Heartburn & Acid Reflux Symptoms,
Treatment Options & Heartburn Cures
A good time to seriously look into your frequent heartburn or acid reflux condition is today
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Almost everyone has heartburn or reflux occasionally. Heartburn is a painful burning sensation in your upper chest or throat. It happens when stomach acid backs up into your esophagus, the tube that carries food from your mouth to your stomach.
If you get heartburn symptoms more than 2 or 3 times a week, you may have gastroesophageal acid reflux disease (aka GERD). With chronic acid reflux the muscles at the end of your esophagus do not close as tightly as they should. This allows contents of the stomach to back up, or reflux, into the esophagus and irritate it, causing a burning sensation in the area.
Pregnancy, certain foods, alcohol and some medications can bring on heartburn. Treating heartburn is important because over time reflux can damage the esophagus. Over-the-counter medicines may help. If the heartburn continues, you may need prescription drugs or surgery.
If you have other symptoms such as crushing chest pain, it could be a heart attack. Get help immediately.
Questions to Ask your Doctor about Frequent Heartburn
You have gastroesophageal reflux disease (GERD). This condition causes food or stomach acid to come back up from your stomach into your esophagus. This is known as acid reflux. It can cause heartburn and other symptoms.
Below are some questions you should ask your doctor or nurse to help you take care of your heartburn and reflux.
- If I have heartburn, can I treat myself or should I need the doctor?
- What foods will make my heartburn worse?
- How can I change the way I eat to help my heartburn?
- How long should I wait after eating before lying down?
- How long should I wait after eating before exercising?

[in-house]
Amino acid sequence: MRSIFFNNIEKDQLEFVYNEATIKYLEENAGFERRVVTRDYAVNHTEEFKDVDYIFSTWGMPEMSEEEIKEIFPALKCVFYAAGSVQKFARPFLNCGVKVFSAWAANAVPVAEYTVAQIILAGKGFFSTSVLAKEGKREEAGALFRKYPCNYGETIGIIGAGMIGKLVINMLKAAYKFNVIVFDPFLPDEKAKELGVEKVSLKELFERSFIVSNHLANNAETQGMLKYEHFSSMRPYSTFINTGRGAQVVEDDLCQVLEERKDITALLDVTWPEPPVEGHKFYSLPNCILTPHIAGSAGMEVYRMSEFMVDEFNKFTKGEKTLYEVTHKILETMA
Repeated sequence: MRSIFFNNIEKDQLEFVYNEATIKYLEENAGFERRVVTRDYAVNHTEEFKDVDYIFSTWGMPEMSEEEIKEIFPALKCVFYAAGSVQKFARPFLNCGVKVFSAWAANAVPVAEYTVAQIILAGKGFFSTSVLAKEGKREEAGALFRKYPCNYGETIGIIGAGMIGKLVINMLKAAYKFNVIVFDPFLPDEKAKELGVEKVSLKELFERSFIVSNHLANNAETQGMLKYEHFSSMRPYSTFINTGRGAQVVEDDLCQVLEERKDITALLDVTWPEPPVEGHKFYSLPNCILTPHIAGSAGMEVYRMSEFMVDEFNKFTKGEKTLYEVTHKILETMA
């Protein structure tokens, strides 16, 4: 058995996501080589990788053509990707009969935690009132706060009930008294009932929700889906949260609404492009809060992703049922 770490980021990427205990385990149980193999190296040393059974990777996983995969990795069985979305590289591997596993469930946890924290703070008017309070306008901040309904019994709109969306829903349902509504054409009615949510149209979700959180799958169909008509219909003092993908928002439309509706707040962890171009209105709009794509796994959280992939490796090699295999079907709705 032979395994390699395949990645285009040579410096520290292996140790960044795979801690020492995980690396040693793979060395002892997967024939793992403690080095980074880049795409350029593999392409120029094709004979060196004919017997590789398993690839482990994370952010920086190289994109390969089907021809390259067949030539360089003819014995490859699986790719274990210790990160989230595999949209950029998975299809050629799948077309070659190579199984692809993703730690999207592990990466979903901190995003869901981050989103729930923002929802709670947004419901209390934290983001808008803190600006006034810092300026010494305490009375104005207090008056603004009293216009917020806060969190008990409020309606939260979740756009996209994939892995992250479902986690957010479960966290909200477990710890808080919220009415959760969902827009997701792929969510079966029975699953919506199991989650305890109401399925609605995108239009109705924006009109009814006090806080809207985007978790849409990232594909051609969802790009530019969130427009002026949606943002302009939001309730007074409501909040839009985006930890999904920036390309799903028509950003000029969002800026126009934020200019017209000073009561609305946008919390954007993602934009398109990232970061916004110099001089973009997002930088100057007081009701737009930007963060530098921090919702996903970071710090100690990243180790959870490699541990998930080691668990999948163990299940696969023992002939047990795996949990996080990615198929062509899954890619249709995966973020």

- Will losing weight help my symptoms?
- Do cigarettes, caffeine and alcohol make my heartburn condition worse?
- What changes should I make in my bed, if I have nighttime heartburn?
- What medicines will help my heartburn?
- Will antacids help my heartburn?
- Are there other drugs or medicines which can help my symptoms?
- Do I need a prescription to buy them?
- Do they have any side effects?
Can I have a More Serious Problem than Frequent Heartburn?
- When should I call the doctor?
- What other tests or procedures do I need if my heartburn does not go away?
Are there surgeries that help with heartburn and reflux?
- How are the surgeries done? What are the risks?
- How well do the surgeries work? Will I still need to take medicine for my reflux after surgery? Will I ever need to have surgery again for the reflux?
Alternate Names for Heartburn
What to ask your doctor about heartburn and reflux; Acid Reflux - what to ask your doctor; GERD - what to ask your doctor; Gastroesophageal reflux disease - what to ask your doctor
Do Antacids Help Relieve Heartburn?
Antacids help to treat heartburn (indigestion). They work by changing the stomach acid that causes your heartburn.
You can buy many antacids without a prescription. Liquid forms work faster but you may like tablets because they are easy to use.
All antacids work equally as well, but they can cause different side effects. If you use antacids often and have problems with side effects, talk with your doctor.
When to Use Antacids
Antacids are a good treatment for heartburn that does not happen very often. Take antacids about 1 hour after eating or at the time heartburn usually happens after you eat. If you are taking them for symptoms at night, do NOT take them with food.
Antacids cannot treat more serious problems, such as appendicitis, a stomach ulcer, gallstones, or bowel problems. Talk to your doctor if you have:
- Pain or symptoms that do not get better with antacids
- Symptoms every day or at night
- Nausea and vomiting